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Ginekol Pol. 2020;91(2):95-90. doi: 10.5603/GP.a2020.0012. Epub 2020 Feb 21.

Unscarred uterine rupture and subsequent pregnancy outcome - a tertiary centre experience.

Author information

1
Department of Obstetrics and Gynecology, Dicle University, Faculty of Medicine, Diyarbakır, Turkey. dr_nurullah_peker@hotmail.com.
2
Department of Obstetrics and Gynecology, Health Sciences University, Gazi Yasargil Training and Research Hospital, Diyarbakır, Turkey.
3
Department of Obstetrics and Gynecology, Dicle University, Faculty of Medicine, Diyarbakır, Turkey.
4
Department of Obstetrics and Gynecology, Adıyaman University, Faculty of Medicine, Adıyaman, Turkey.

Abstract

OBJECTIVES:

The aim of this study was to investigate the incidence, etiology and obstetric outcomes of rupture in unscarred uterine rupture and in those with a history of uterine rupture MATERIAL AND METHODS: The hospital records of women who had delivered between May 2005 and May 2017 at a tertiary center were examined retrospectively. Data on patients with unscarred uterine rupture in pregnancy who had undergone fertility-preserving surgery were evaluated.

RESULTS:

During the study period, 185,609 deliveries occurred. Of those, unscarred uterine rupture has occurred in 67 women. There were no ruptures reported in nulliparous women. The rupture was observed in the isthmic region in 60 (89.6%) patients and in the fundus in 7 (10.4%) patients. Thirty-eight (56.7%) patients had undergone a total or subtotal hysterectomy, and 29 (43.3%) patients had received primary repair. Ten patients had reconceived after the repair. Of these, eight patients who had a history of isthmic rupture, successfully delivered by elective C-section at 36-37 wk. of gestation, and two experienced recurrent rupture at 33 and 34 wk. of gestation, respectively. Both patients had a history of fundal rupture, and their inter-pregnancy interval was 9 and 11 mo., respectively.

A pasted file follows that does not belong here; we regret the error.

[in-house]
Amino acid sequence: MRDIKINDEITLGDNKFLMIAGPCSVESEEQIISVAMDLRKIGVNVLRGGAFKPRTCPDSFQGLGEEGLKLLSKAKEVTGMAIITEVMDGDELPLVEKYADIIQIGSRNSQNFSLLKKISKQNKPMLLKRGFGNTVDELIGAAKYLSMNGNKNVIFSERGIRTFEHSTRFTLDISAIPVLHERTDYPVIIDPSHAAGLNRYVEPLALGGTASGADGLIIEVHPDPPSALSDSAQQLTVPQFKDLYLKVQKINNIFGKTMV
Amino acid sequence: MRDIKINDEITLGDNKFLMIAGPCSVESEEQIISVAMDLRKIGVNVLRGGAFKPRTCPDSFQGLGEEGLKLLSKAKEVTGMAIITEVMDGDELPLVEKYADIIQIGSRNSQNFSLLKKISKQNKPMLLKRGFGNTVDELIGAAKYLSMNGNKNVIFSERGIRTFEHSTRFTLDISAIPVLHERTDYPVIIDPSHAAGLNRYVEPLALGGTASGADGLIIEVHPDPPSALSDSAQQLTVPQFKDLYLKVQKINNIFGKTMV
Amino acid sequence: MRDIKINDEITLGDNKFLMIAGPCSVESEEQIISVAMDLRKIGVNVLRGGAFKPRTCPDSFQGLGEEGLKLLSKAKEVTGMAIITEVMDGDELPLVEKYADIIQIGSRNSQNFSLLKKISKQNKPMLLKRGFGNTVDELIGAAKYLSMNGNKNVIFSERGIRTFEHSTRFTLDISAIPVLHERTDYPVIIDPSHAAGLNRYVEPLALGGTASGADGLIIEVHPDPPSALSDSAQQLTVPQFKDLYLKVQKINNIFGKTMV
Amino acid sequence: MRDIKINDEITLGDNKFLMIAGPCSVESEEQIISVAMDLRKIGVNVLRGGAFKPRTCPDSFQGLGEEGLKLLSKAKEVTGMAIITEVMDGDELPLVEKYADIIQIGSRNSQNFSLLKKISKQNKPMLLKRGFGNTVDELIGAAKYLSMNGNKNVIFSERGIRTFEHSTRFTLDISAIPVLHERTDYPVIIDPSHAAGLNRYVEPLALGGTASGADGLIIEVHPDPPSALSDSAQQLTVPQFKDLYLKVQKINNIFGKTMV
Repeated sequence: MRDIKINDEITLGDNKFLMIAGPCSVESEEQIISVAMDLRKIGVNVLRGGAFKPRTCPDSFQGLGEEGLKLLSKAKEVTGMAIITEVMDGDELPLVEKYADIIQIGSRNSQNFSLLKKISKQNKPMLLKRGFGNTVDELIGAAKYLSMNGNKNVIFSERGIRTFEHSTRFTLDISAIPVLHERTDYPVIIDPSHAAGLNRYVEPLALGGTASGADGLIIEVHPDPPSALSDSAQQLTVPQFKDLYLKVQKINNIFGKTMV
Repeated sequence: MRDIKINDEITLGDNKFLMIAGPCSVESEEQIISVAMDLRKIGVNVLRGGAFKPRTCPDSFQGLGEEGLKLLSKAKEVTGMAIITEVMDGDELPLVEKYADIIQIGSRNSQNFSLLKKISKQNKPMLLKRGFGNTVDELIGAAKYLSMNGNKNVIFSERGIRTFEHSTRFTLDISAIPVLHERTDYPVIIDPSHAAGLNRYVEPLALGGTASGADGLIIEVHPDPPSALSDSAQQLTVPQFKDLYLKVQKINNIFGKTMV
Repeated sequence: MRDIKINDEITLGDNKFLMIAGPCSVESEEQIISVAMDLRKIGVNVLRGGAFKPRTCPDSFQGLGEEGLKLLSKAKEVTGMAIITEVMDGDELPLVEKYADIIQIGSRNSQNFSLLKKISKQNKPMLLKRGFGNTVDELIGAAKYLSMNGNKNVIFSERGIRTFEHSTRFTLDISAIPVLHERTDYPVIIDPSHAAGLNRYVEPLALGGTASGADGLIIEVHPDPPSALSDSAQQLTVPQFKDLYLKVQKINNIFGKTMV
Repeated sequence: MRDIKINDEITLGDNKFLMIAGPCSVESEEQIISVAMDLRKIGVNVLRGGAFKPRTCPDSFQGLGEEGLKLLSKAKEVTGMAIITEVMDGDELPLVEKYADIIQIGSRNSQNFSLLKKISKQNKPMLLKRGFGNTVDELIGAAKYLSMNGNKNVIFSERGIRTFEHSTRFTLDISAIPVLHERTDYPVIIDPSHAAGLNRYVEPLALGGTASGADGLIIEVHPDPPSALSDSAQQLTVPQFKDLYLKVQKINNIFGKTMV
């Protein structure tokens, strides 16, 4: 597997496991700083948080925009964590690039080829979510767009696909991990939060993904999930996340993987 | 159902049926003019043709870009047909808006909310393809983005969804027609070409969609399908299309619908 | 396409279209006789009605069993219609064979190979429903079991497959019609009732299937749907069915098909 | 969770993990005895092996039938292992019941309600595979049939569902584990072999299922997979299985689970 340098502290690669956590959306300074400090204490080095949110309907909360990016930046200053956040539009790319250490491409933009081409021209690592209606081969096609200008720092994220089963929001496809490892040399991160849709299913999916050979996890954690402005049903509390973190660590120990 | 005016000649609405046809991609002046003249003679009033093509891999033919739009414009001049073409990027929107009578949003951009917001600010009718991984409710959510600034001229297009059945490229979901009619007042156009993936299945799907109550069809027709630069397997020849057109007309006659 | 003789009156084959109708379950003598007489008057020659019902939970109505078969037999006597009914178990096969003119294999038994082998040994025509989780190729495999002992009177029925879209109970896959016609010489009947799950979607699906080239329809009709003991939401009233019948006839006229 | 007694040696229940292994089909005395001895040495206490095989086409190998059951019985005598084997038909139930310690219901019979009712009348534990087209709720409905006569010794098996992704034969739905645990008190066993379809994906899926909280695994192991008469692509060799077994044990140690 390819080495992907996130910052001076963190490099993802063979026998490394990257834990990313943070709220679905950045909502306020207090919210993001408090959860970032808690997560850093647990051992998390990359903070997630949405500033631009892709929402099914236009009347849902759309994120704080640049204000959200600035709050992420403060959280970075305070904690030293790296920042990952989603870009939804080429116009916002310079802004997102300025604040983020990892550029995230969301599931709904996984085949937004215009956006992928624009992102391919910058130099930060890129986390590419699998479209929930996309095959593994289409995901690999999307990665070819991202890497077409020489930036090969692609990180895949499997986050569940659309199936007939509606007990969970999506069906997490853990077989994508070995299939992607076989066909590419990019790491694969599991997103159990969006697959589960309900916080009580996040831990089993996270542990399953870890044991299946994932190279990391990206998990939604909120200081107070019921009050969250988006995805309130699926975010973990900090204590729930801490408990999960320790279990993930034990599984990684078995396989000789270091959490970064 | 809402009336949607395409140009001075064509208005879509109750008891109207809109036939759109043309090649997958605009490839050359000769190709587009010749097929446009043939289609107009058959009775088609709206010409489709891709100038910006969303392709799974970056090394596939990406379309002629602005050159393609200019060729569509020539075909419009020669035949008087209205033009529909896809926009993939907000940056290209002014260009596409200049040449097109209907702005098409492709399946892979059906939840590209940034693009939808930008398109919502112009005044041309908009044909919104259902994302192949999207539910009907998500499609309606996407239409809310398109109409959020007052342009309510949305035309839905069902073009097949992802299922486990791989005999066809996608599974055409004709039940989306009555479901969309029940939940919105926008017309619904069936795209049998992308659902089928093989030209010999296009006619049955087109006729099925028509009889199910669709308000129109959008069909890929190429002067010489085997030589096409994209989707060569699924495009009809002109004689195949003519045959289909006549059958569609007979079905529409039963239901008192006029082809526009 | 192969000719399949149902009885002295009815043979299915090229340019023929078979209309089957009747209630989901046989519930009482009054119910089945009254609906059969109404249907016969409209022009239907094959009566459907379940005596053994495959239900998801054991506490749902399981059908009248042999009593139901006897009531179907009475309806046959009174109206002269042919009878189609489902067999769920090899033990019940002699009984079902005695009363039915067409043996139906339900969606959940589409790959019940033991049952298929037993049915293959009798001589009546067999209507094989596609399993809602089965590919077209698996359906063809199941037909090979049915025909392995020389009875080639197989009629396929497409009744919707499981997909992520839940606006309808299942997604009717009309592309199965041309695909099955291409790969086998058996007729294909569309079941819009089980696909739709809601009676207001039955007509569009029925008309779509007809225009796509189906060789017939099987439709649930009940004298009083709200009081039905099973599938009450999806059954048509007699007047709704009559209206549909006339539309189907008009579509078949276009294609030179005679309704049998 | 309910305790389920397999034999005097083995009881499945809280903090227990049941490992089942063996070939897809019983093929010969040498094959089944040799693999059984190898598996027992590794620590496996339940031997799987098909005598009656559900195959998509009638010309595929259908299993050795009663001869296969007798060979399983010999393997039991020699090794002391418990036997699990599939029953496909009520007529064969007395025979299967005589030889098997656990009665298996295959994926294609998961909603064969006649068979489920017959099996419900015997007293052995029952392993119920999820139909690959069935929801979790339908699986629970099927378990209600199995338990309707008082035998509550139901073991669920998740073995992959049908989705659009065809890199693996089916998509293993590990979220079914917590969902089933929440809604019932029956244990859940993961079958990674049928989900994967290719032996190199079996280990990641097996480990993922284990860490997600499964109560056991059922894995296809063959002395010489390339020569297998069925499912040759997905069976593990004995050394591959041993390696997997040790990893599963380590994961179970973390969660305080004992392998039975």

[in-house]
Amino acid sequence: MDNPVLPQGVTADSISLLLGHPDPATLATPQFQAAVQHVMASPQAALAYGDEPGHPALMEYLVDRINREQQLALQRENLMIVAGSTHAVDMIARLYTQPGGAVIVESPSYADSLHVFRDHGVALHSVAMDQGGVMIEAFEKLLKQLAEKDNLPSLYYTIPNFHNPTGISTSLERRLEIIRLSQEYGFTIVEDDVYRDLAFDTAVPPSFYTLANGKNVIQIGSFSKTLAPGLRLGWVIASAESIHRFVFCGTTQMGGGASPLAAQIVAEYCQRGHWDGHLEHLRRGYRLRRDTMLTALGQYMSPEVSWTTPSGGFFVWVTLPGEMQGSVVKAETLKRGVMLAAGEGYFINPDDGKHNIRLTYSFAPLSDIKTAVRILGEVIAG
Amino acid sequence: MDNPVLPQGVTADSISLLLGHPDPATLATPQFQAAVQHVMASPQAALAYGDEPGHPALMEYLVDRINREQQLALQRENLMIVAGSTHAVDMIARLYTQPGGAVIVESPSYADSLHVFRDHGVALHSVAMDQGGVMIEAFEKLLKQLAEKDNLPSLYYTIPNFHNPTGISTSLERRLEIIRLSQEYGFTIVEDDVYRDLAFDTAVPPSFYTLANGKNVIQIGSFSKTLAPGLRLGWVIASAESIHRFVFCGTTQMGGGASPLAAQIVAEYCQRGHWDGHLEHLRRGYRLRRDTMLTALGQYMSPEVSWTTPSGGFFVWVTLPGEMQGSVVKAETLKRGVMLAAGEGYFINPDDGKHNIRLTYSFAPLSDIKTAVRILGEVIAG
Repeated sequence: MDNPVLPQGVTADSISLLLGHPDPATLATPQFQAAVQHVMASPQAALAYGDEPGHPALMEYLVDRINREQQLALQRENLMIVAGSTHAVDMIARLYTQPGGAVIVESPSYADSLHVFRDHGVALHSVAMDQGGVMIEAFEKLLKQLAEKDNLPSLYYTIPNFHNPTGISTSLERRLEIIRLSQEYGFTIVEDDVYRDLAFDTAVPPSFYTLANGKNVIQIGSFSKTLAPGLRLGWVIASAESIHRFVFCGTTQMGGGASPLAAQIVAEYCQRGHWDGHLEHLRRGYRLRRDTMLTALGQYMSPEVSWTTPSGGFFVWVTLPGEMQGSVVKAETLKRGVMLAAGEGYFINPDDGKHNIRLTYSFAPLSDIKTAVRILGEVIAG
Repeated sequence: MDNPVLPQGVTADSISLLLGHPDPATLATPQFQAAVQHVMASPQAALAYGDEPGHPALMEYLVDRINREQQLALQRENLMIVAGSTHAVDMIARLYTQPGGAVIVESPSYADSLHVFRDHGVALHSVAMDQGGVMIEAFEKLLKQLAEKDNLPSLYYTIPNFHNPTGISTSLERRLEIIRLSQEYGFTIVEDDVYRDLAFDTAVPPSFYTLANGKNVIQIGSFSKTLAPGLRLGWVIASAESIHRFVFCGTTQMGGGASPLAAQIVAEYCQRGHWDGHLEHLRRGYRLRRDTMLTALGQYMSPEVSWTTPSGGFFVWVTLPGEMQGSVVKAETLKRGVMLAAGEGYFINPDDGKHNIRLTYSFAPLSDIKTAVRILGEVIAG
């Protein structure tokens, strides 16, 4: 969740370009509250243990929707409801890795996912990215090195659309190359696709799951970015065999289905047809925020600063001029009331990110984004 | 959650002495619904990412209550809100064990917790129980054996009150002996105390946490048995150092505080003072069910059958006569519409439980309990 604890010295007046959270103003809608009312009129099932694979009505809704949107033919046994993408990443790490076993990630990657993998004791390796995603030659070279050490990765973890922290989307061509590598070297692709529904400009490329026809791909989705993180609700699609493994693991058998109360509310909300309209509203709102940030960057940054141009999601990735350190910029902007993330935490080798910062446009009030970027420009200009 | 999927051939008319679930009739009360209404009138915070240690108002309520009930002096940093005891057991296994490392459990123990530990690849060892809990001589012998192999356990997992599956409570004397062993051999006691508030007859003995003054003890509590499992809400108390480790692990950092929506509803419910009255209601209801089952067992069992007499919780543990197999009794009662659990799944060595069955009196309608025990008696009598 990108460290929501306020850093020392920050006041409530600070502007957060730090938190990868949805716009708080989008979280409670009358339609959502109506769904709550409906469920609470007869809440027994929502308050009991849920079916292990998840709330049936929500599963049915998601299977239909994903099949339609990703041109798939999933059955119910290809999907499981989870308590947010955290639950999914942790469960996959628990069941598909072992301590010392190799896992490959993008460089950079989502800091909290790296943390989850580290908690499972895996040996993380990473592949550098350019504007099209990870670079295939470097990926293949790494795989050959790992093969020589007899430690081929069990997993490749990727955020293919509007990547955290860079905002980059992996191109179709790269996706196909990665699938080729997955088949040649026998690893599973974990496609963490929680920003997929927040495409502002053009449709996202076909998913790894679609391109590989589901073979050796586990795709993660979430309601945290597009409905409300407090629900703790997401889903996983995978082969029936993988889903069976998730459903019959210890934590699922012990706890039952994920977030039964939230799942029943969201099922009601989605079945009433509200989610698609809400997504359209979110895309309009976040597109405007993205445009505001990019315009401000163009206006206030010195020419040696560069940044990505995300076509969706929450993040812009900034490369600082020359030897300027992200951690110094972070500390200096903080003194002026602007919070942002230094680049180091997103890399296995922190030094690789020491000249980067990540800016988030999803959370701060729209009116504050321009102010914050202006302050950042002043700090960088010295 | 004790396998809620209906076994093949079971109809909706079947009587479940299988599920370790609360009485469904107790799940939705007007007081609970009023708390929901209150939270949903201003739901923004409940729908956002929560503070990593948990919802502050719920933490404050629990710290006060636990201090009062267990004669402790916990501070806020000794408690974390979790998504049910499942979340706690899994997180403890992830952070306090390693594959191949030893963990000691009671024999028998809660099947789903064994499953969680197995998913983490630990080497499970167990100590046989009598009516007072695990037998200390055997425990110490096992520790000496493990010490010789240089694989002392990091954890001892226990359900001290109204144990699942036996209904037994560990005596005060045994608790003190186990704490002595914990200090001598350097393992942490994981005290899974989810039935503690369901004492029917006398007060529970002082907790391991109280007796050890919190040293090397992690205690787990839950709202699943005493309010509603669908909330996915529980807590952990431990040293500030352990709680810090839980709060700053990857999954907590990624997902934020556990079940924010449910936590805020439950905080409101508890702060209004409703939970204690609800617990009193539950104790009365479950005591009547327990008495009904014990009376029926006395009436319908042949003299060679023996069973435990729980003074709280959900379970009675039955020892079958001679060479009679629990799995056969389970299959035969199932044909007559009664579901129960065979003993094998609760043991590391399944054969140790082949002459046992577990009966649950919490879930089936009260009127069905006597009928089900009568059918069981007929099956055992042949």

CONCLUSIONS:

The incidence of rupture in unscarred pregnant uteri was found to be one per 2,770 deliveries. Owing to the high morbidity, regarding more than half of the cases with rupture eventuated in hysterectomy, clinicians should be prudent in induction of labour for multiparous women since it was the main cause of rupture in this series. Short inter-pregnancy intervals and history of fundal rupture may confer a risk for rupture recurrence. Those risk factors for recurrence should be validated in another studies.

KEYWORDS:

pregnancy outcome; recurrent uterine rupture; timing of delivery; unscarred uterine rupture; uterine repair

PMID:
32083306
DOI:
10.5603/GP.a2020.0012
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